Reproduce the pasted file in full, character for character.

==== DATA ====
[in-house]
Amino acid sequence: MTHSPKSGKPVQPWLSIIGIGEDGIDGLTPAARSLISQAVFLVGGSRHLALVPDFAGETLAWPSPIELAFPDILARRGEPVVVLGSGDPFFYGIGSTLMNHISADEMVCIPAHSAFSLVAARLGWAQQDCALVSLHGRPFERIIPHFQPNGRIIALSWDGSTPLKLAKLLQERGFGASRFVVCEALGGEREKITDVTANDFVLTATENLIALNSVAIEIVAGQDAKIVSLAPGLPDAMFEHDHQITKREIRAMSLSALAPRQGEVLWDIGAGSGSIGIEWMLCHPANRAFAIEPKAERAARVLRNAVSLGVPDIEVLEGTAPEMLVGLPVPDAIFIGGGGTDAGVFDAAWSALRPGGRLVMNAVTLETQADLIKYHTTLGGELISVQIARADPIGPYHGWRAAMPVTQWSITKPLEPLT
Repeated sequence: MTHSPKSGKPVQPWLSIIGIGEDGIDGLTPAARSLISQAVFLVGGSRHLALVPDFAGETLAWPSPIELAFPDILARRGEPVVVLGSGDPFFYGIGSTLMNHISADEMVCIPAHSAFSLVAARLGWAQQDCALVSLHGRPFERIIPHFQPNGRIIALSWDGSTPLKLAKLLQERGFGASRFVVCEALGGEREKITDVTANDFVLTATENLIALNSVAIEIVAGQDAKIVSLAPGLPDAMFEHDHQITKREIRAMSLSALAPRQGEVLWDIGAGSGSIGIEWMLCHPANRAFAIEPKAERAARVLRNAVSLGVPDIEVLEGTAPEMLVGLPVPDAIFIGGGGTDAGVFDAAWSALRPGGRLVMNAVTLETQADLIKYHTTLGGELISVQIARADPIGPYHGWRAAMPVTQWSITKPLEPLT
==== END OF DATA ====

[in-house]
Amino acid sequence: MTHSPKSGKPVQPWLSIIGIGEDGIDGLTPAARSLISQAVFLVGGSRHLALVPDFAGETLAWPSPIELAFPDILARRGEPVVVLGSGDPFFYGIGSTLMNHISADEMVCIPAHSAFSLVAARLGWAQQDCALVSLHGRPFERIIPHFQPNGRIIALSWDGSTPLKLAKLLQERGFGASRFVVCEALGGEREKITDVTANDFVLTATENLIALNSVAIEIVAGQDAKIVSLAPGLPDAMFEHDHQITKREIRAMSLSALAPRQGEVLWDIGAGSGSIGIEWMLCHPANRAFAIEPKAERAARVLRNAVSLGVPDIEVLEGTAPEMLVGLPVPDAIFIGGGGTDAGVFDAAWSALRPGGRLVMNAVTLETQADLIKYHTTLGGELISVQIARADPIGPYHGWRAAMPVTQWSITKPLEPLT
Repeated sequence: MTHSPKSGKPVQPWLSIIGIGEDGIDGLTPAARSLISQAVFLVGGSRHLALVPDFAGETLAWPSPIELAFPDILARRGEPVVVLGSGDPFFYGIGSTLMNHISADEMVCIPAHSAFSLVAARLGWAQQDCALVSLHGRPFERIIPHFQPNGRIIALSWDGSTPLKLAKLLQERGFGASRFVVCEALGGEREKITDVTANDFVLTATENLIALNSVAIEIVAGQDAKIVSLAPGLPDAMFEHDHQITKREIRAMSLSALAPRQGEVLWDIGAGSGSIGIEWMLCHPANRAFAIEPKAERAARVLRNAVSLGVPDIEVLEGTAPEMLVGLPVPDAIFIGGGGTDAGVFDAAWSALRPGGRLVMNAVTLETQADLIKYHTTLGGELISVQIARADPIGPYHGWRAAMPVTQWSITKPLEPLT